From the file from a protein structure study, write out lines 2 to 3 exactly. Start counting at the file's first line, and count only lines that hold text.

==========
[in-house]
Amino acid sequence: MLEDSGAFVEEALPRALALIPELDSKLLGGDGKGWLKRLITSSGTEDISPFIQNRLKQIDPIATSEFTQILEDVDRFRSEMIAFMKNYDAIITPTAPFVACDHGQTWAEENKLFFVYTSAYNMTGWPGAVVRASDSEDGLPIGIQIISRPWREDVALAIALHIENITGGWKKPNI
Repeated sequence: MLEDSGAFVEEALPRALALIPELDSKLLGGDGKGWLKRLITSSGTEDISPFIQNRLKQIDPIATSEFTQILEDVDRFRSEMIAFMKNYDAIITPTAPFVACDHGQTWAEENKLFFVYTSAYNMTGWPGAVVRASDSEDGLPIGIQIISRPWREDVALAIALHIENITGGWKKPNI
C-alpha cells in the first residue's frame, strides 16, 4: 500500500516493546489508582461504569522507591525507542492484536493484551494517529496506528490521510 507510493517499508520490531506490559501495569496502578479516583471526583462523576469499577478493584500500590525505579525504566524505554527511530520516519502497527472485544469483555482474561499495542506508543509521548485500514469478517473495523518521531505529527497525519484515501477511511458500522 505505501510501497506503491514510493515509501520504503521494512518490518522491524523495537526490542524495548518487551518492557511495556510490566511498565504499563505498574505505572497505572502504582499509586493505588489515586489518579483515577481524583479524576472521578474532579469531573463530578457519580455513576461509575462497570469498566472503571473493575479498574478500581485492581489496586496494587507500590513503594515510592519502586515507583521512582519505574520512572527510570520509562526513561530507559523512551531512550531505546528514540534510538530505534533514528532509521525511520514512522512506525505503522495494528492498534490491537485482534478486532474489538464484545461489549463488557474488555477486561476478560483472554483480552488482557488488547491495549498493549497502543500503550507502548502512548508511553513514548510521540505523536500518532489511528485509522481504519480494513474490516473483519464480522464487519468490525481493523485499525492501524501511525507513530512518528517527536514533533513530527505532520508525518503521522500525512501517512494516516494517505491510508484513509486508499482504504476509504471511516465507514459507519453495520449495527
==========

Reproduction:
Amino acid sequence: MLEDSGAFVEEALPRALALIPELDSKLLGGDGKGWLKRLITSSGTEDISPFIQNRLKQIDPIATSEFTQILEDVDRFRSEMIAFMKNYDAIITPTAPFVACDHGQTWAEENKLFFVYTSAYNMTGWPGAVVRASDSEDGLPIGIQIISRPWREDVALAIALHIENITGGWKKPNI
Repeated sequence: MLEDSGAFVEEALPRALALIPELDSKLLGGDGKGWLKRLITSSGTEDISPFIQNRLKQIDPIATSEFTQILEDVDRFRSEMIAFMKNYDAIITPTAPFVACDHGQTWAEENKLFFVYTSAYNMTGWPGAVVRASDSEDGLPIGIQIISRPWREDVALAIALHIENITGGWKKPNI